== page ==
Get Low; PG-13, 102 minutes; Opening Friday, Vinegar Hill Theatre


True story: Somewhere in the South during the Great Depression, an old man lived alone in the woods. One day, for reasons unknown, he decided to host his own funeral. Now he has a movie, Get Low, which asks, What makes a man a reclusive codger? How might he unbecome one? Will a clean shave and an ironic, yet redemptive, ceremony be enough? 

What, me hurry? Robert Duvall plays a recluse who returns to civilization to host his own funeral. Naturally, Bill Murray (above) is the man for the job.

The questions are more or less rhetorical in Get Low, though, because the old man is played by Robert Duvall. They call him Felix Bush. (They call him other things, too, and not nice things.) He has not endeared himself to his community. It’s already a coup when Felix comes in to town at all; his quest for a living funeral just makes matters stranger. It’s fitting that the only person who might be of any use to him is a slightly seedy undertaker played by Bill Murray. Just as it’s intriguing that his reappearance doesn’t escape the notice of a former lover played by (our very own) Sissy Spacek. Given the least to work with, she’s also the least showy of this cast’s lot, with the sharpest sense of how to fill silence. Meanwhile, Murray’s earnest family-man assistant, a placeholder, is played with infectious warmth and directness by Lucas Black.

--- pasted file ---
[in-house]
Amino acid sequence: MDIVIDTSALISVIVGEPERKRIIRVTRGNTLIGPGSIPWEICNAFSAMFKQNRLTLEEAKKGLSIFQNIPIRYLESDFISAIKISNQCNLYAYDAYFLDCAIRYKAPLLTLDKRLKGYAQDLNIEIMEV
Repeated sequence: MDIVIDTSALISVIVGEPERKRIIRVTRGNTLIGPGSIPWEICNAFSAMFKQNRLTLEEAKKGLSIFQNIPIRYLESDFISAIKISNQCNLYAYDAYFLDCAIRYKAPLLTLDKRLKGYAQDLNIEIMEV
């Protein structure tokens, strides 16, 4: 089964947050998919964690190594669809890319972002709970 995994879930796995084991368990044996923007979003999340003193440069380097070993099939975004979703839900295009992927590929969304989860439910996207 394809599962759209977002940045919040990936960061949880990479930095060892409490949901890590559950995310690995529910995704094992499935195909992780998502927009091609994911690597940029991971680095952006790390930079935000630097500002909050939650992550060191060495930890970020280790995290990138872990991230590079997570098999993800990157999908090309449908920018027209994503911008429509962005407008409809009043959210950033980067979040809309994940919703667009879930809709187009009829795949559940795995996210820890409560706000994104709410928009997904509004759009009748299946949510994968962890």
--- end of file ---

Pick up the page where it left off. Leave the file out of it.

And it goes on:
Admittedly, its delicious setup establishes a clear potential for greatness. Unfortunately, it then settles for patness. The script, by Chris Provenzano, Scott Seeke and C. Gaby Mitchell, has its honor, which first-time director Aaron Schneider will not risk offending, so his scenes are ploddingly paced and highly redolent of sentimental Southern schlock.

At least it allows time to reflect on how much great work Duvall has done since he got started in movies as To Kill a Mockingbird’s Boo Radley, another rural Southern pariah, nearly half a century ago. He’s still got it, we’re meant to think. But we’d had no reason to suspect otherwise, at least not until now.

“I want everybody to come who’s got a story to tell about me,” Felix tells the mortician. Later will be revealed, and belabored, the fact that he has a story of his own, but isn’t sure he’ll be able to get it out. Fair enough: It’s the story of something awful from way back when, and the reason he’s lived alone in the woods all these years.

We’re still only a few degrees away from Hallmark here, with David Boyd’s cinematography cleverly concealing the requisite sepia in autumnal earth tones. But that’s just how Get Low goes: by taking some inherently lovely textures—Duvall’s depth, Murray’s wit, the lonely twang of a dobro on the soundtrack—and planing them into something much too smooth.